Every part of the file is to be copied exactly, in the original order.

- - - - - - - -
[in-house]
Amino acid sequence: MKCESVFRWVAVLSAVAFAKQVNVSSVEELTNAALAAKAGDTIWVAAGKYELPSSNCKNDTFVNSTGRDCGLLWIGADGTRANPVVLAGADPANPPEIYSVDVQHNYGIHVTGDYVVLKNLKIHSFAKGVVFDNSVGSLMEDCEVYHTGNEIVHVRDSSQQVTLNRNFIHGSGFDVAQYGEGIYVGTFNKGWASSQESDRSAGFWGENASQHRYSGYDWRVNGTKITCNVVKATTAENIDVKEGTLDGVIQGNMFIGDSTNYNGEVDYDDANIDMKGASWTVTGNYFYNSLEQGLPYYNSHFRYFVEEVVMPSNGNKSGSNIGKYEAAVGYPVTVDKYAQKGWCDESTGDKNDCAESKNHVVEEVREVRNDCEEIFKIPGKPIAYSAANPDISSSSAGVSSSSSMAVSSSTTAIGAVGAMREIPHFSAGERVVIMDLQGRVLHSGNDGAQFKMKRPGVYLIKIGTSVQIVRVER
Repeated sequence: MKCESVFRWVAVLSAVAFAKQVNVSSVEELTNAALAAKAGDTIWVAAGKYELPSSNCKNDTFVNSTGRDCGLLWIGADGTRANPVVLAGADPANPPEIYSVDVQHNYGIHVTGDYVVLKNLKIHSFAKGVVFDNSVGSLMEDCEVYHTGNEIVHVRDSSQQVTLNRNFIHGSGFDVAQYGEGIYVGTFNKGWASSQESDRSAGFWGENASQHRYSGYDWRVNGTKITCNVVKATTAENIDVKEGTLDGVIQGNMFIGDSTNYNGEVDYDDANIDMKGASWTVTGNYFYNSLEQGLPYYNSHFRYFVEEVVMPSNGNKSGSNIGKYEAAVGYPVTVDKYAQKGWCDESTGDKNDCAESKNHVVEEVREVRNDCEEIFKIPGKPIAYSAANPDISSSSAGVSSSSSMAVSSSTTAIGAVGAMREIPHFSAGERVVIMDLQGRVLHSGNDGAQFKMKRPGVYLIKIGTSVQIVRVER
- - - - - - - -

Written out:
[in-house]
Amino acid sequence: MKCESVFRWVAVLSAVAFAKQVNVSSVEELTNAALAAKAGDTIWVAAGKYELPSSNCKNDTFVNSTGRDCGLLWIGADGTRANPVVLAGADPANPPEIYSVDVQHNYGIHVTGDYVVLKNLKIHSFAKGVVFDNSVGSLMEDCEVYHTGNEIVHVRDSSQQVTLNRNFIHGSGFDVAQYGEGIYVGTFNKGWASSQESDRSAGFWGENASQHRYSGYDWRVNGTKITCNVVKATTAENIDVKEGTLDGVIQGNMFIGDSTNYNGEVDYDDANIDMKGASWTVTGNYFYNSLEQGLPYYNSHFRYFVEEVVMPSNGNKSGSNIGKYEAAVGYPVTVDKYAQKGWCDESTGDKNDCAESKNHVVEEVREVRNDCEEIFKIPGKPIAYSAANPDISSSSAGVSSSSSMAVSSSTTAIGAVGAMREIPHFSAGERVVIMDLQGRVLHSGNDGAQFKMKRPGVYLIKIGTSVQIVRVER
Repeated sequence: MKCESVFRWVAVLSAVAFAKQVNVSSVEELTNAALAAKAGDTIWVAAGKYELPSSNCKNDTFVNSTGRDCGLLWIGADGTRANPVVLAGADPANPPEIYSVDVQHNYGIHVTGDYVVLKNLKIHSFAKGVVFDNSVGSLMEDCEVYHTGNEIVHVRDSSQQVTLNRNFIHGSGFDVAQYGEGIYVGTFNKGWASSQESDRSAGFWGENASQHRYSGYDWRVNGTKITCNVVKATTAENIDVKEGTLDGVIQGNMFIGDSTNYNGEVDYDDANIDMKGASWTVTGNYFYNSLEQGLPYYNSHFRYFVEEVVMPSNGNKSGSNIGKYEAAVGYPVTVDKYAQKGWCDESTGDKNDCAESKNHVVEEVREVRNDCEEIFKIPGKPIAYSAANPDISSSSAGVSSSSSMAVSSSTTAIGAVGAMREIPHFSAGERVVIMDLQGRVLHSGNDGAQFKMKRPGVYLIKIGTSVQIVRVER